Every economic crisis buries some practices and gives rise to new ones. What we see today is a move away from what Robert Wade called the “High Command “of global finance and the rise of less formalized institutions. The G-20 may be one of these.
So far the G-20 summit agenda focused heavily on the question of the regulation of international financial markets. In addition, the G-20 leaders made a commitment at their first summit in November 2008 to press on with the reform of the Bretton Woods institutions in order to give greater voice and representation to emerging and developing economies. Two years later the Toronto summit closed on a dull tone.
The G-20 resolved to have all of its members halve their deficits by 2013 and to stabilize overall debt by 2016. Brazil and Argentina along with India and China were strongly against cutting back spending at this early point in the global economic recovery. It was Brazil’s Finance Minister, Guido Mantega, who warned the G-20 not to balance budgets on the backs of the world’s poor. Other agendas remain mostly ignored. As these initiatives move with extreme paucity, it may be that other mechanisms, particularly those at a regional level, gain momentum.
After the East Asian crisis countries in the region made efforts to expand financial cooperation through the Chiang Mai Initiative. With the largest worldwide reserves, these countries have the capacity to create a quite-significant pooling arrangement. In Latin America, after the Argentine meltdown, steps to expand the regional provision of development finance have gained momentum. The Andean Development Corporation has become a major project lender throughout South America while the newly inaugurated Bank of the South with an initial capital of $20 bn is also expected to start operations promptly. (See Vernengo, “Public Banks and Development.”)
Regional development banks have for a long time enabled the existence of alternative windows for access o finance. Many argue that the case for more pluralism may even be stronger in the area of balance of payments support given the controversy over the IMF’s hold and its conditionality.
Western Europe provides a prime example of regional financial cooperation in the post-war period. The U.S, through the Marshall Plan, catalyzed the initial phases of this process, which underwent step by step deepening until the emergence of the European Payments Union (EPU), eventually leading to the current monetary union. In its day the EPU played a reserve-sharing role. Today some supporters of regional institutions have even suggested that the IMF could emerge in the future “as the apex of a network of regional reserve funds – that is, a system closer in design to the European Central Bank or the Federal Reserve System than to the unique global institution it currently is … A denser network of institutions seems better adapted to a heterogeneous international community, and it is likely to provide better services and give stronger voice to smaller countries”.
Hand in hand with the sprucing up of project lending, regional reliance on the IMF has dropped dramatically. In 2005, Latin America made up 80% of the IMF’s lending portfolio, a share which had dropped to 1% by 2008. While IMF loans to Latin America stood at $48 billion in 2003 they dropped to less than $1 billion before the crisis. With the onset of the crisis, three Central American countries, Mexico and Colombia have applied for loans. But the crisis has not changed the long term trend, which has been favored by booming commodity markets. While most countries paid off their debts, Argentina is also refusing to follow precedent and go back to the IMF in order to renew negotiations with the Paris Club. Reversing the trend from borrowers to lenders, in June 2009 Brazil, Russia and China announced that they would buy IMF bonds in order to reduce their dependence on the dollar and diversify foreign currency reserves.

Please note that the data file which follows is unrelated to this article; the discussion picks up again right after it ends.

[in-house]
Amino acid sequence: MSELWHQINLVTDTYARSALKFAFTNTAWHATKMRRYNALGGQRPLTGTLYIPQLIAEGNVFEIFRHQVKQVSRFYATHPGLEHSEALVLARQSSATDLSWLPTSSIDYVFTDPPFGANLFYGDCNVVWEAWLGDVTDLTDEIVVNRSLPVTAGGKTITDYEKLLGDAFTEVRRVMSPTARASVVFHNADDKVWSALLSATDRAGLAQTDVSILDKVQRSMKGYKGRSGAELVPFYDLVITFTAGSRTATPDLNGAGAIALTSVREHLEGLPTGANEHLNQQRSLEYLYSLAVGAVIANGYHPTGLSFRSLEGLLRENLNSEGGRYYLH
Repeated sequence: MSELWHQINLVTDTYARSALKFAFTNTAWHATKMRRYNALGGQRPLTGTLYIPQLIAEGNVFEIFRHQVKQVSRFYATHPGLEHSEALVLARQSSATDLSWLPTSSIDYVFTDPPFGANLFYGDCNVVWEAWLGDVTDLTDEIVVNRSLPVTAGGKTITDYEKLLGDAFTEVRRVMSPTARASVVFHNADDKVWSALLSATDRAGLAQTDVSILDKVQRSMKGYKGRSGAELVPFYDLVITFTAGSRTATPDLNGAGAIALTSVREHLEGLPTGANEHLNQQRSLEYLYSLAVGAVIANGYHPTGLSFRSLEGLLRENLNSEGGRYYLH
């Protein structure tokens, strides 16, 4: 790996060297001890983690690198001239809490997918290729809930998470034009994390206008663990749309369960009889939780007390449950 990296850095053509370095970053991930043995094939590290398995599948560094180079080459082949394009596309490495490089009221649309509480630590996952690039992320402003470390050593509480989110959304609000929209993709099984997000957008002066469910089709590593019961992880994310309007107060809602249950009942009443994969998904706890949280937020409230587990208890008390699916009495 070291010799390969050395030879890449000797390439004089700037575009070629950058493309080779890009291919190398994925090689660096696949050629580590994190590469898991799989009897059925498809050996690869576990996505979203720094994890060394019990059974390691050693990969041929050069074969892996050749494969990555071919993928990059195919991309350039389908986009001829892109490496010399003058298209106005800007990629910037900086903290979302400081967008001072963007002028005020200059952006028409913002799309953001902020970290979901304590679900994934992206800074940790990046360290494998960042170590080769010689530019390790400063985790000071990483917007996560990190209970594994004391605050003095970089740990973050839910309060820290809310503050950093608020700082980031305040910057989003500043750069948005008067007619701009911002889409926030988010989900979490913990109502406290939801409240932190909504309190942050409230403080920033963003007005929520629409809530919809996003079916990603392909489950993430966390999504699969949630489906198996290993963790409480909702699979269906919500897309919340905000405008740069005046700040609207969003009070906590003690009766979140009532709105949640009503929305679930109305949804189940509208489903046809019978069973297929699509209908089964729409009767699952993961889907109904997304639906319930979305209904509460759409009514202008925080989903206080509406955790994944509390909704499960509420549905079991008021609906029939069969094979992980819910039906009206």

Regional payments clearinghouses are also making progress towards decoupling trade operations from the US dollar. In October 2008, Argentina and Brazil agreed on a local currency payments system. In Brazil, exporters may now operate in the real, while Argentines may operate in pesos. With elimination of the need to go through a third currency exporter can set prices in their home currency, and hence thus being insulated from exchange risk. The system now covers about 20% of trade. In a similar line, in October 2009, the SUCRE, or Unitary System for the Regional Compensation of Payments, was set up among Venezuela, Cuba, Bolivia, Ecuador, Nicaragua, Honduras, the Dominican Republic, Antigua and Barbados, as well as San Vicente and Granada.
If meaningful IMF reform continues to prove politically difficult, the relevance of these arrangements might grow. Not only would they allow for decentralization and greater pluralism in international financial governance. They can also contribute to global stability by reducing the US burden to provide liquidity to the world economy, much in the same way the EPU did in its time. But they might also throw some useful sand into an entirely free-flowing regime of finance.
The Triple Crisis Blog is pleased to welcome Diana Tussie as a regular contributor. She heads the Department of International Relations at FLACSO/Argentina and is the founding director of the Latin American Trade Network (LATN).